Challenges to Overcome
Poor people lack the necessary skills to use and benefit from technologies such as blockchain. For example, some estimates suggest that half of the population in developing countries cannot speak an official language of their own country. Blockchain-based products and services are more complex and more difficult to understand compared with traditional financial solutions. This may be more confusing for poor people in the developing world who lack technological skills. Practitioners in the field have observed that individuals in Africa handwrite their debit card PIN numbers on the card itself in order to make sure that they would not forget them. It seems reasonable that many of them likely haven’t even heard of blockchain. Those who have heard the term probably lack an understanding of how the technology works and what the benefits would be. More user-friendly apps could facilitate education to increase the adoption of blockchain solutions, but efforts have not been undertaken to develop the apps to explain the benefits to the poor.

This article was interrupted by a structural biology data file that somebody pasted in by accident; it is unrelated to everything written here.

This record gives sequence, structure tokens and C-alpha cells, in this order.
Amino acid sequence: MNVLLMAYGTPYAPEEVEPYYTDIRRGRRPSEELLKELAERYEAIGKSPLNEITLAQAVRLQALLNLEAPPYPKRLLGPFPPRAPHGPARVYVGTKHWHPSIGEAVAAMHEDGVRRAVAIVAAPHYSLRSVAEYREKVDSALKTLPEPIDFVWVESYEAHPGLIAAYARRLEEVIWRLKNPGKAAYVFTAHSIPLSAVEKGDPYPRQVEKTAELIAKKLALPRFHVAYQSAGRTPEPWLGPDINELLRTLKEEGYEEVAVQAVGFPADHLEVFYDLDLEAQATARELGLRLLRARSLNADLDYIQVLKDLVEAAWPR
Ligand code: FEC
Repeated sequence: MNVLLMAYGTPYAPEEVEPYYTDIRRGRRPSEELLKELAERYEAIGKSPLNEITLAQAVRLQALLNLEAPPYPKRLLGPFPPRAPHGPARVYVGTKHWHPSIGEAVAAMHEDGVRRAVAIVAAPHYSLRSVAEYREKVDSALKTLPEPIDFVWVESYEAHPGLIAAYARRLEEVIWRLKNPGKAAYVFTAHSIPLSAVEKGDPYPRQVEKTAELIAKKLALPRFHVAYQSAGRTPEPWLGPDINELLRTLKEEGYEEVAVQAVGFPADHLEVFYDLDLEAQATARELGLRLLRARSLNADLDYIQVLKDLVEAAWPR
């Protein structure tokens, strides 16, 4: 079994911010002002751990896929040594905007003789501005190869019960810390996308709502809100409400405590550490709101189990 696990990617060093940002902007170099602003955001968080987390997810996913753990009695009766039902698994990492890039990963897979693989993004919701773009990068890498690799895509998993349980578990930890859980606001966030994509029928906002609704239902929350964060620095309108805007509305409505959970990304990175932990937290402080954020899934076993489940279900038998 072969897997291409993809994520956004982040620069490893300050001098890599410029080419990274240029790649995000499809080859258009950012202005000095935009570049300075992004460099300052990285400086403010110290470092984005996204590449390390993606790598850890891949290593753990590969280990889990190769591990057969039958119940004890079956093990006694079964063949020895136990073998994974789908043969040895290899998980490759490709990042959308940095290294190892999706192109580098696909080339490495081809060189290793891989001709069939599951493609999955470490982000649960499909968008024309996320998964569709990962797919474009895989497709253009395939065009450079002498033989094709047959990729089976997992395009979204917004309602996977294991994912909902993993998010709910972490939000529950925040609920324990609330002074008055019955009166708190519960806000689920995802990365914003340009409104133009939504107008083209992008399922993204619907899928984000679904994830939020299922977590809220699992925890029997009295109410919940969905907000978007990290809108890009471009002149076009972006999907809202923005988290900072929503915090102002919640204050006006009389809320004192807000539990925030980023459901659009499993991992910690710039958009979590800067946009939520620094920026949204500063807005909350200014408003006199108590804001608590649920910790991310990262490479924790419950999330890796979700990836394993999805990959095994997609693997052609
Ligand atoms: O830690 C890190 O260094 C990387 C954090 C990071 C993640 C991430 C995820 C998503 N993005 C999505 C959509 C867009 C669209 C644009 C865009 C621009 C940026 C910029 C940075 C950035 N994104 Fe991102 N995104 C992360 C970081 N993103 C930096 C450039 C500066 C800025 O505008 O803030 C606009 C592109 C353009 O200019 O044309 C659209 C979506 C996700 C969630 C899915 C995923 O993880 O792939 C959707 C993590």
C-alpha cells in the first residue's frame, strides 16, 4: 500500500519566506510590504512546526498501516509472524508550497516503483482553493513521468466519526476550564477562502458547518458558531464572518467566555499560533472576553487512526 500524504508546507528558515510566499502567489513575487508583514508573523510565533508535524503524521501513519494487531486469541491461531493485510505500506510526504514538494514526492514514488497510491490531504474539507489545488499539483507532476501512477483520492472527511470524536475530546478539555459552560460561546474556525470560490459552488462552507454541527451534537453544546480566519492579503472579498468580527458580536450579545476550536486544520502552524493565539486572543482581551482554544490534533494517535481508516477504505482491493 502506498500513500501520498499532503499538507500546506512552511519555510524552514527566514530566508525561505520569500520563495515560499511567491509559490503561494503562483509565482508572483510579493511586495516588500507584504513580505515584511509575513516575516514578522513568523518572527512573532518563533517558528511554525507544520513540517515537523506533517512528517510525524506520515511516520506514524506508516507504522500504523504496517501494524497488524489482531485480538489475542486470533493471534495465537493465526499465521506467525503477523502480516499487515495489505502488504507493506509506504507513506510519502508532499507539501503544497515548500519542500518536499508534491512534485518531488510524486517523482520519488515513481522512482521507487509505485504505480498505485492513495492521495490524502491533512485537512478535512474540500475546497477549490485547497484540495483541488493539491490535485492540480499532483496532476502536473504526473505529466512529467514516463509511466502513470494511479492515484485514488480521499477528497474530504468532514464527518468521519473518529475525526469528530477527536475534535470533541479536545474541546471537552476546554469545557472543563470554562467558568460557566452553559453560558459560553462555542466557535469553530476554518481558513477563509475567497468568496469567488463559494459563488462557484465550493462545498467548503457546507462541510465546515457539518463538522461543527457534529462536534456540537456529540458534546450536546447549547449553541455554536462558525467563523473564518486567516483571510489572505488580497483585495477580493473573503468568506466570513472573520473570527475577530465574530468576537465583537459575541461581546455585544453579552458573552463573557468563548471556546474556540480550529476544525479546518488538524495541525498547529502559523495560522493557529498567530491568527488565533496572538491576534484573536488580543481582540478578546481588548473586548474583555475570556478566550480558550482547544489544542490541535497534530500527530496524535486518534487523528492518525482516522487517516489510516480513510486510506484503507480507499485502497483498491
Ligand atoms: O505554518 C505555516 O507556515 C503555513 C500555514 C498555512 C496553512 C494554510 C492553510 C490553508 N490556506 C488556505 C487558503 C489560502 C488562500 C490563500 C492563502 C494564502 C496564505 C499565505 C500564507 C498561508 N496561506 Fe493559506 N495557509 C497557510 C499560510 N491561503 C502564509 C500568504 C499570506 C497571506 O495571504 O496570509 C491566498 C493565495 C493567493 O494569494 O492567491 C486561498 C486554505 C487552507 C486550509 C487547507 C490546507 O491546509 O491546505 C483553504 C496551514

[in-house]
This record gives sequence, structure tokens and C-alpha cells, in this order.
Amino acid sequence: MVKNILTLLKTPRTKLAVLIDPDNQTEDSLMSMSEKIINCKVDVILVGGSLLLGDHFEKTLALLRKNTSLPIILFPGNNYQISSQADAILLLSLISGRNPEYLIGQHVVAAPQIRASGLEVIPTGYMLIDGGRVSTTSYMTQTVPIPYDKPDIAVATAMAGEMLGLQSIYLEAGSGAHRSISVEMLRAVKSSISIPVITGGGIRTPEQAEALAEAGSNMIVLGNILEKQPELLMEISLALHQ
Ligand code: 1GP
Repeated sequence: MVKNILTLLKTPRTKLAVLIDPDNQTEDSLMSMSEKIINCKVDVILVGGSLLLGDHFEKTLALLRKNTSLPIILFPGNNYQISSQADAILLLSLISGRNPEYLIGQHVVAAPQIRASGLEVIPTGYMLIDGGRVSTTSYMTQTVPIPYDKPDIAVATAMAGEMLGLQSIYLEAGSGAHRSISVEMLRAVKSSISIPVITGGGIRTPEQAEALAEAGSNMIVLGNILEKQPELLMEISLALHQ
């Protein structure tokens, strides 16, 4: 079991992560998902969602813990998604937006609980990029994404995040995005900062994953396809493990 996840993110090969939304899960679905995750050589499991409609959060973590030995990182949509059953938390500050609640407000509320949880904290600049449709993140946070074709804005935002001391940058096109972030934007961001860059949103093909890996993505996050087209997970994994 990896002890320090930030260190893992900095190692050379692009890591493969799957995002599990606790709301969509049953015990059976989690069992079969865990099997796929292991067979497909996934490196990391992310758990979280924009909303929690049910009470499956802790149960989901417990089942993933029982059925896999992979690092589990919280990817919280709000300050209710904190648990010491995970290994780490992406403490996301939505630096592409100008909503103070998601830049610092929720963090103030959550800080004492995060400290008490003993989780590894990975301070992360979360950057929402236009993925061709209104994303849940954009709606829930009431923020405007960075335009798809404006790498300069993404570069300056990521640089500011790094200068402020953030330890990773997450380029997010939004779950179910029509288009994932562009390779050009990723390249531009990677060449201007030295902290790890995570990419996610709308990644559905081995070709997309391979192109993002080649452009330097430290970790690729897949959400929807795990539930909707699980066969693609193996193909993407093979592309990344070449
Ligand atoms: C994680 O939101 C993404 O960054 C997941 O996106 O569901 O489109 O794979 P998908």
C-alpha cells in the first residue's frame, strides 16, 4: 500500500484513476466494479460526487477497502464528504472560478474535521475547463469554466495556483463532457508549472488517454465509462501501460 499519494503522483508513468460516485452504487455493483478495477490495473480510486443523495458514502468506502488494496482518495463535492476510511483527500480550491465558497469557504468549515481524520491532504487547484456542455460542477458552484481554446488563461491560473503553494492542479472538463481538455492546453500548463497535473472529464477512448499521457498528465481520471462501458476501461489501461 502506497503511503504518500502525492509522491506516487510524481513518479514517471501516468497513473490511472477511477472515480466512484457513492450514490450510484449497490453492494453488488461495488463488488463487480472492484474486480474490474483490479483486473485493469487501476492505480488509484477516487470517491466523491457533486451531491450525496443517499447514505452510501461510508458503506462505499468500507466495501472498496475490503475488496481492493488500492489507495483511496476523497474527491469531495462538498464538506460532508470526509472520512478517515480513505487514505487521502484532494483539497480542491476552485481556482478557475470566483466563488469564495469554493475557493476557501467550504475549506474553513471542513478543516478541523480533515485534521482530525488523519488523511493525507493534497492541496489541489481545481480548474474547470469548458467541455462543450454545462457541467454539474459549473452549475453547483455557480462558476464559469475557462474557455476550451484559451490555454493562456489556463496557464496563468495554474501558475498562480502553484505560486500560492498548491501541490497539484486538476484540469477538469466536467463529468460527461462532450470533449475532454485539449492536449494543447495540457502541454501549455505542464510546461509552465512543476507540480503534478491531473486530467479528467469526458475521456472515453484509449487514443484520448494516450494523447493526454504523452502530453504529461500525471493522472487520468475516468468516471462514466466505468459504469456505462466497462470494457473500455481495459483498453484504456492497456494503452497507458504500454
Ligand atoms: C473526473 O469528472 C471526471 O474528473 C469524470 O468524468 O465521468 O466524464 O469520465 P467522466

The ability to benefit from blockchain technology is also likely to be hindered by lack of connectivity. According to the International Telecommunication Union (ITU), Least Developed Countries (LDCs) had a cellphone penetration of 72.4 percent and Internet penetration of 19.5 percent in 2018.

To date, the focus of blockchain startups launching products for the poor are mostly investor-centric. They have done little to make their products and services usable and valuable for their target consumers: poor people. A technology startup writer noted that “many of the highly publicized Initial Coin Offerings (ICO) have yet to carry out much beyond upgrading the lifestyles of their founders and promoters.”

Blockchain solutions targeted to the poor are among the most intriguing applications of this technology. Transparency and accountability could be improved by giving cryptocurrency vouchers to refugees instead of cash. Blockchain-based economic history can address problems associated with poor record keeping and authentication models in developing countries. The lack of users’ skills and availability of opportunities currently creates a challenge for large-scale adoption of this technology among the poor. More user-friendly apps that educate users could create a higher level of understanding of the benefits of blockchain technology, enabling poor people to potentially benefit in transformative ways.